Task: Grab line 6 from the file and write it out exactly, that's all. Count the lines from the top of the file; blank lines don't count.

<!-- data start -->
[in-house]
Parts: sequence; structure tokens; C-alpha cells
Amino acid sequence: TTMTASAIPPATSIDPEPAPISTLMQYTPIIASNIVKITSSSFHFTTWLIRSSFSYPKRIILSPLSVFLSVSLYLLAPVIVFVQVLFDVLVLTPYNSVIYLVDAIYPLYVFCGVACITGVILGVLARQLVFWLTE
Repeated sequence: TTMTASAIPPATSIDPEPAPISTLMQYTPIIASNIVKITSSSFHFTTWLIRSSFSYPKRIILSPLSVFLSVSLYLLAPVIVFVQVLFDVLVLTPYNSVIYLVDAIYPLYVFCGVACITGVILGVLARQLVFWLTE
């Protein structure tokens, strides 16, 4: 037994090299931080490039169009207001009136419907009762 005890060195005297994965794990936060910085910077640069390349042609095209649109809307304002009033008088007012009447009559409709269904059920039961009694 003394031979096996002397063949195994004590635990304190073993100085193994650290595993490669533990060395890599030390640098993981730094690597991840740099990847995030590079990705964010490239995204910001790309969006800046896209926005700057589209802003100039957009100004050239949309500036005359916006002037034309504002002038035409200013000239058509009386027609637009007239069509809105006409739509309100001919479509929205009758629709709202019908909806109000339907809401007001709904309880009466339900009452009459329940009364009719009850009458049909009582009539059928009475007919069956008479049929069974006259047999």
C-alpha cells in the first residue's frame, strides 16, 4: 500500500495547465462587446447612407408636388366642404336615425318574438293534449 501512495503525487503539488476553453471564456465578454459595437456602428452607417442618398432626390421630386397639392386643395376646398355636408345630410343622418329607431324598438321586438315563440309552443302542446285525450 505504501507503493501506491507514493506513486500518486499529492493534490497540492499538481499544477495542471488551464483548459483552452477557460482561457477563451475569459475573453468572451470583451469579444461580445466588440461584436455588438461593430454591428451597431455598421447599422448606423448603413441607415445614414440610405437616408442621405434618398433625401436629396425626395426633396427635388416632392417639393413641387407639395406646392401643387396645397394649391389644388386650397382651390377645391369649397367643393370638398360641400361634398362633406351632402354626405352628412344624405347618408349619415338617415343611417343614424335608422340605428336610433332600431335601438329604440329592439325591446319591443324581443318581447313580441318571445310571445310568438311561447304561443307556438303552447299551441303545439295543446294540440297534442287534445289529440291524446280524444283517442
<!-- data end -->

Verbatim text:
C-alpha cells in the first residue's frame, strides 16, 4: 500500500495547465462587446447612407408636388366642404336615425318574438293534449 501512495503525487503539488476553453471564456465578454459595437456602428452607417442618398432626390421630386397639392386643395376646398355636408345630410343622418329607431324598438321586438315563440309552443302542446285525450 505504501507503493501506491507514493506513486500518486499529492493534490497540492499538481499544477495542471488551464483548459483552452477557460482561457477563451475569459475573453468572451470583451469579444461580445466588440461584436455588438461593430454591428451597431455598421447599422448606423448603413441607415445614414440610405437616408442621405434618398433625401436629396425626395426633396427635388416632392417639393413641387407639395406646392401643387396645397394649391389644388386650397382651390377645391369649397367643393370638398360641400361634398362633406351632402354626405352628412344624405347618408349619415338617415343611417343614424335608422340605428336610433332600431335601438329604440329592439325591446319591443324581443318581447313580441318571445310571445310568438311561447304561443307556438303552447299551441303545439295543446294540440297534442287534445289529440291524446280524444283517442